— When receiving feedback, "don't take things personal." Understand that a teammate shouting instructions or encouragement is trying to help. Trust your teammates.
— When giving feedback, be constructive and understand the "2-second rule." Feedback on the field shouldn't be a distraction to a teammate, so be specific.As for the "2-second rule," don't give any feedback that will create a conversation any interaction between teammates (or between a player and a coach/teammate on the sideline) longer than 2 seconds becomes a distraction. If the feedback prompts a response any longer than a nod or a thumbs up, save it for halftime or later.
—When coping after a mistake, don't play with the fear of failure. Too many players play afraid to make mistakes, and never take chances or be creative. Be confident that you are prepared properly and are capable enough to play without fear.
— Keep giving feedback rather than go into a shell. Understand that your teammates need your help, and the more you talk the more it re-focuses you back on the game rather than on the previous mistake. Pouting or being moody are not options.
— Keep calm under crisis, as the players who lose control and drift from the game plan tend to make the most mistakes and compound their first mistake into additional ones.
The "Sudden Change Rules of Engagement" have helped our players, both on and off the field, and came in handy the other day for me as well.
With power going out at our home and my young children bouncing all over the house, it would have been easy to flip out about variables I couldn't control — the loss of power, car in the driveway being stuck. I don't know that I was able to turn dealing with that adversity into a victory (being still without power), but it was much easier to create a plan to solve these problems.
As a player or a coach, there are only so many variables you can control during the course of a soccer game — a call that a referee makes (or doesn't make) is not one of them.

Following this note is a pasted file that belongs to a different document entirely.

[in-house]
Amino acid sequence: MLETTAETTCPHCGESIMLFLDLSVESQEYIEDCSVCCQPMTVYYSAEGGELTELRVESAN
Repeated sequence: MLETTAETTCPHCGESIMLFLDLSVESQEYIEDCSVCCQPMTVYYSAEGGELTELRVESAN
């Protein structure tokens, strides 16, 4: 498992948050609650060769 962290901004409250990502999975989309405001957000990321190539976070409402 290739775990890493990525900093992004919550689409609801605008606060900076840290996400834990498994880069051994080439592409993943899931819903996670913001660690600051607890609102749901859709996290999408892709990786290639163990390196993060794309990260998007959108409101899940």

Longtime Duke University soccer coach John Rennie used to always say to his players "do not let what you can't control affect the things that you can" with a referee's decision being one of the major factors you can't control.
Here are some reference points about dealing with referees or assistant referees (linesmen) that could assist players, coaches or spectators:
'Working' the refs: As much as athletes and coaches probably feel that 'working' the refs is glorified by watching ESPN, the idea of shouting at the referee during the game becomes more of a hindrance and distraction to the officials and your own players. As a player, arguing with the referee or even getting yellow-carded for dissent are signs of a lack of mental toughness or focus.
As a coach, it is worth referencing that at higher levels, crowds are so large and loud that the officials can't really hear you anyway. In most levels of professional soccer in Europe, the technical area (coaches and substitutes) is actually located in the stands — so you don't see coaches roaming the sidelines as much as you might see here in the U.S.